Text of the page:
A synaptic neurotransmitter (NT) excess hyperexcites the axon and floods the cognate receptors (R) on the oligodendrocyte (Oc). In parallel, a non-synaptic ATP excess occurs, also flooding R. This flooding of NT and ATP exerts a toxic effect on the Oc, leading to its decay. These mechanisms may be responsible for the decomposition of oligodendrocyte-axonic interactions and the disconnection of neuronal networks.


Moreover, the permanent hyperactivation of axons may also impair them so that neuronal networks disconnect. This may represent a possible mechanism that could at least in part be responsible for the disconnection of neuronal networks identified in brains with schizophrenia (Höstad et al, 2009).


Loss of Oligodendrocytes May Cause a Decay of Gap Junctions in the Panglial Syncytium Responsible for Memory Impairment

Since gap junctions between astrocytes and oligodendrocytes are heterotypic, composed of special astrocytic connexins and different oligodendrocytic connexins, a loss of oligodendrocytes disrupts astrocyte-oligodendrocytic gap junctions in the panglial syncytium, leading to a “leaky” syncytium (Fig. 9). Gap junctions form plaques that may embody memory structures (Robertson, 2002). Therefore, a loss of gap junctions may impair memory. In addition, genetic or (and) exogenous disorders can affect gap junctional plaque formation which may be the case in schizophrenia. In this context one could speak of a syncytiopathy in schizophrenia (Mitterauer, 2009). However, memory impairment may also be caused by a disorganization of neuronal networks (Wolf et al, 2008).

On the left, a panglial syncytium composed of astrocytes (Ac) and oligodendrocytes (Oc) interconnected via gap junctions (g.j.). A loss of Oc may cause a decay of Oc-Ac gap junctions (crosses). Such a “leaky” panglial syncytium may be responsible for memory impairment.


Schizophrenic dysintentionality based on a severe disorder of glial-neuronal interactions

According to Frith (1992), schizophrenia can be explained by a failure to integrate the intention to act with the perceptual registration of the consequences of that action. At a neurobiological level this integrative abnormality might correspond to a failure to integrate signals from the (intentional) prefrontal regions and the (perceptual) temporal cortices. However, this is a pure neuronal view excluding the glial cell system. In further elaborating my theory of glial-neuronal interaction, I have hypothesized that the intentional or action programs of the brain may be generated in the panglial syncytium (Mitterauer, 2007). Based on a formal model it can be shown how glial syncytia compute in a highly combinatorial manner cycles of various lengths via gap junctions. These cycles are transferred in tripartite synapses to the neuronal system (Mitterauer, 2011). The neuronal system tests these intentional programs with regard to their feasibility in the environment. In feeding back the feasibility of intentional programs to the glial syncytium, learning processes can occur.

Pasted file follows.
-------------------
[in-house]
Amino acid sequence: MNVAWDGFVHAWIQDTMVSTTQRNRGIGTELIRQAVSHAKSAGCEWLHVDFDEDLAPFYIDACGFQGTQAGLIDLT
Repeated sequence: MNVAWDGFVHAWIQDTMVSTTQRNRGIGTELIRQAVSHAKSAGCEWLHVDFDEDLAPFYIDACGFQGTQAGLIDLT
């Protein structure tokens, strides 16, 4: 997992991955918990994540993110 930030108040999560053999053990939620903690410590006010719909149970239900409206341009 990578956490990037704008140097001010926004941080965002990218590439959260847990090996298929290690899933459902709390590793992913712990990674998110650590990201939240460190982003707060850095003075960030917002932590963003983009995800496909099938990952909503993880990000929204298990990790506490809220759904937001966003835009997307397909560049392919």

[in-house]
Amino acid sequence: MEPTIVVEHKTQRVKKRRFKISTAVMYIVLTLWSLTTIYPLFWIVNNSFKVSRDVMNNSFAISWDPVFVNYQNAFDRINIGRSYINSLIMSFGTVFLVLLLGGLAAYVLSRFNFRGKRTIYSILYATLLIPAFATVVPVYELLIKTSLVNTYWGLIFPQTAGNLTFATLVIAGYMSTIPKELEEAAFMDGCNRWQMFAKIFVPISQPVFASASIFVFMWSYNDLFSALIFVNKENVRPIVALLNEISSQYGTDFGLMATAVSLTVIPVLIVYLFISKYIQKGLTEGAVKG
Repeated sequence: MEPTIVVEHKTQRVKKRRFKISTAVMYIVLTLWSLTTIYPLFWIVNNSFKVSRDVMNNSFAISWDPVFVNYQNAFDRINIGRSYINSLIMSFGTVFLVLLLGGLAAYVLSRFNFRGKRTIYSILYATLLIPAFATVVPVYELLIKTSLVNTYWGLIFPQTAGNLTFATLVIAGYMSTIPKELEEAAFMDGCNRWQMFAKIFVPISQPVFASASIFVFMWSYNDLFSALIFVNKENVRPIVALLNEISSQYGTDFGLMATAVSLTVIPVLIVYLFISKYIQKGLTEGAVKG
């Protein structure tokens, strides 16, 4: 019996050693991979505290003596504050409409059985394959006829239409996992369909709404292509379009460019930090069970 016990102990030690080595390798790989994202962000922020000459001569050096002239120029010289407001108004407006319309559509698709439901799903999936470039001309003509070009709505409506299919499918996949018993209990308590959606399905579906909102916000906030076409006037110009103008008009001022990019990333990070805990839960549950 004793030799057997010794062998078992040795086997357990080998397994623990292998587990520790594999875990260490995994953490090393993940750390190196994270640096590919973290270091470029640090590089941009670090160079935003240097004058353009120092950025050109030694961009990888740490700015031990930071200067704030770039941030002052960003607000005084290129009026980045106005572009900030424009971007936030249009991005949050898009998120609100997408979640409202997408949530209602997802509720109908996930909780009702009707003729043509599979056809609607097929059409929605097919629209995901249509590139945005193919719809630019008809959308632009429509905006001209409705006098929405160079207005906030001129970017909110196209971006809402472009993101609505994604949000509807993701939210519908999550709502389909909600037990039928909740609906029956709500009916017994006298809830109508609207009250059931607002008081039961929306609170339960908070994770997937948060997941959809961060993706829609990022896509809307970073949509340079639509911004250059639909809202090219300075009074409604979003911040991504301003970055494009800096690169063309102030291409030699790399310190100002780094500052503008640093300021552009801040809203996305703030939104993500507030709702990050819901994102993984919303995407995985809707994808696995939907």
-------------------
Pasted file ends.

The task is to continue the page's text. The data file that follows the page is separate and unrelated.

For the clinically experienced psychiatrist it is evident that patients with schizophrenia are unable both to test their delusional programs and to realize these unrealistic intentions in the environment. I have named this disorder “schizophrenic dysintentionality” (Mitterauer, 2005). But let us consider the elementary pathophysiological mechanisms of schizophrenia as proposed. First of all, there is a break of information processing between the glial system and the neuronal system in tripartite synapses and also in the “orthogonal” oligodendrocyte-axonic interaction. In this view, the term schizophrenia (split of consciousness) is appropriate. In other words: a patient with schizophrenia is permanently stressed by a world of intentions that cannot be mediated via tripartite synapses to the neuronal system for reality testing. Such considerations could be explanatory with concern to recent findings of abnormalities in the white matter of the brain (Markis et al., 2010). Supposing that a patient is under permanent pressure to realize his/her intentional programs generated in the panglial syncytium, then the normal apoptosis could be accelerated or mutations in astrocytes and in the oligodendrocyte-myelin system could be activated. The effect is a decrease in white matter. Considering the loss of oligodendrocytes which are normally interconnected with astrocytes via gap junctions, the decay of oligodendrocytes must also destruct the panglial syncytium in the sense of an increasing loss of gap junctions. This loss of gap junctions may again destruct the capacity of the panglial syncytium to generate intentional programs.